Seri tell of being descended from giants who once lived on the Peninsula of Baja, Calif. Scientists agree that the people and their language are different from other Indian tribes in North America.
Still, the invasion of the Spaniards and the diseases they brought to Mexico caused the Seri people to dwindle to 200. Although the number of Seri has now increased, ethnologists consider them an endangered people.
Seri, Nabhan pointed out, are at risk, like the 8,000 Yanomami in the Amazon, and tribal languages across North America. Now, 3,500 of the world’s remaining 6,500 languages may die this century if not preserved.
Nabhan pointed out that Seri keep their language alive by making it fun for children. The desert tortoise, for example, is called ”the ones who tuck their heads inside,” or ”the ones who hide beneath the trees.”
There are songs about the 48 kinds of lizards, turtles and snake people who live in the desert here. Turtles, snakes and iguana-like lizards are survival food and 12 kinds of reptiles are emergency medicine. There are songs, too, for the mythic snakes that live in the mountains.
Earlier, Astorga and Nabhan walked 250 miles across the desert in the spring of 2000 to call attention to the need to preserve the plants and lifeways. They joined Seri, O’odham and Yaqui and walked from the Seri coast of Mexico to Tucson, Ariz., in the Desert Walk for Health and Heritage.
Pausing in Ali Cukson, Ariz., on the Tohono O’odham Nation, near the international border, O’odham greeted them with the old songs sang for tired runners from their sacred Baboquivari Mountains.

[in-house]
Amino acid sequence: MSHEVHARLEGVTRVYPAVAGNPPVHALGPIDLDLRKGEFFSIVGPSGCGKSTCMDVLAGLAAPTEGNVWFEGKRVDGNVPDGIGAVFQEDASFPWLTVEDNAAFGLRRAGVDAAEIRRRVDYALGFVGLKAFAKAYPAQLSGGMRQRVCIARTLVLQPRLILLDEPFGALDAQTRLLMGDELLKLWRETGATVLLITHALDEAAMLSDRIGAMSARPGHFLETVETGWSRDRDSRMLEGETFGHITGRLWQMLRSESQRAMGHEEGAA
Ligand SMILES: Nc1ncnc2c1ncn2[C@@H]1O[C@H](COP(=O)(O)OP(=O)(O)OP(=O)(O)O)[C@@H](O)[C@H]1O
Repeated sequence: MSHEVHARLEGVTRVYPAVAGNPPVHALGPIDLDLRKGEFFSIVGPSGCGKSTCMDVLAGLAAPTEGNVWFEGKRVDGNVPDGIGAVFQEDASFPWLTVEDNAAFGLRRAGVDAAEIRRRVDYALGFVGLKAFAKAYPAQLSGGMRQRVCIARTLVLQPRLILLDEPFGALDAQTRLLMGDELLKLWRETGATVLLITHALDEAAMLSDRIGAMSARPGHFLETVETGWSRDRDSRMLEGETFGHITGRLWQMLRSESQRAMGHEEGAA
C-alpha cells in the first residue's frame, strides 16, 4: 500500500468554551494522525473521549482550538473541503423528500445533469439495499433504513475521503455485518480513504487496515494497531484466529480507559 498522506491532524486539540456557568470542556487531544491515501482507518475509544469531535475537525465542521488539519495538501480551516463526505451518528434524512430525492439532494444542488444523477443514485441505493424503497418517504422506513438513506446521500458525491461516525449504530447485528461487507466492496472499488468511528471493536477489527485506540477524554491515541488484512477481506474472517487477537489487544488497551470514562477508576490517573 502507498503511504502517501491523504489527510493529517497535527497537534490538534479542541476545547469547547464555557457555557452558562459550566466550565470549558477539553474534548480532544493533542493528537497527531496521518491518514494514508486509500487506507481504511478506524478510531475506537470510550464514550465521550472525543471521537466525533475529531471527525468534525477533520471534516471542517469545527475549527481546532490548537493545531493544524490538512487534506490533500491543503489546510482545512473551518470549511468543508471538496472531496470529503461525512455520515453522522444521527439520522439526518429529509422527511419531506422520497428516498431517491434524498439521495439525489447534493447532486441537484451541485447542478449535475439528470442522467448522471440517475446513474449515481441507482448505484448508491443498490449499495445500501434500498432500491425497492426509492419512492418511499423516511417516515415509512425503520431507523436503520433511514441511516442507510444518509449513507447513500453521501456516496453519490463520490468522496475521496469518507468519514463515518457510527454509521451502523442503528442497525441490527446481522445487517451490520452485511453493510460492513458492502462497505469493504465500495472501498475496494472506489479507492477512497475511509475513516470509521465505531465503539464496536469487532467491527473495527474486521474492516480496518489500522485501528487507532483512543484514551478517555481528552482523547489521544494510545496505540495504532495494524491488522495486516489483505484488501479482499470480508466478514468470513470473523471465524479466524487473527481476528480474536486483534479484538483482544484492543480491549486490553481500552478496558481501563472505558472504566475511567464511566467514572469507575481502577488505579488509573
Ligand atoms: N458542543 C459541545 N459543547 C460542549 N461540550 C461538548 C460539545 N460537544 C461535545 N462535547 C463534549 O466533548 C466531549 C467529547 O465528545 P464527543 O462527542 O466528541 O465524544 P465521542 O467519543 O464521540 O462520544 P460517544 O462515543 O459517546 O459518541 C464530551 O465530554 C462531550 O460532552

Crossing the desert on foot with saguaro ribs for walking sticks, the walkers promoted indigenous foods in the fight against diabetes. Astorga and her husband, Adolfo Burgos, said they prepared for the journey by purifying themselves with tea brewed from the ironwood plant.
Cooking over open campfires, they baked mescal from the agave plant and prepared soups of snail and shark fins. There was also venison, and chia seed drink, stewed nopalitos (cactus pads) and cholla cactus buds. They ate chapalote, a Native ground popcorn at night, and greeted the mornings with mesquite and amaranth pancakes, topped with prickly pear syrup. Wild blossoms provided a punch of ocotillo flowers.
”Native foods and medicines protected Native people from diabetes for centuries,” Nabhan told Indian Country Today on the walk. ”Wherever indigenous people live, eating local indigenous food is better for their bodies, their communities, their economies, and the land itself.”
Nabhan said mesquite beans and acorns rank among the top 10 foods ever analyzed for effectively controlling blood sugar. Cactus foods like nopalitos also provide an abundance of fibers known as gums and mucilages that help break down carbohydrates for digestion and convert sugars slowly.
Meanwhile, back in Desemboque, Astorga continues to teach traditional songs and dances to Seri children, gather medicine plants and wield her special brand of love.
Keeping the lifeways alive with laughter and memory, Astorga traveled to the United States and Europe to share her culture. In 1998, she was honored as a ”Keeper of the Desert Treasure” by the Arizona-Sonora Desert Museum in Tucson, Ariz., for passing on herbal knowledge, songs and stories to the younger generation of Seri.
”Efrain of the Sonoran Desert, A Lizard’s Life Among the Seri Indians”, by Amalia Astorga, as told to Gary Paul Nabhan and illustrated by Janet K. Miller, is available from Cinco Puntos Press in El Paso, Texas on the Web at: www.cincopuntos.com .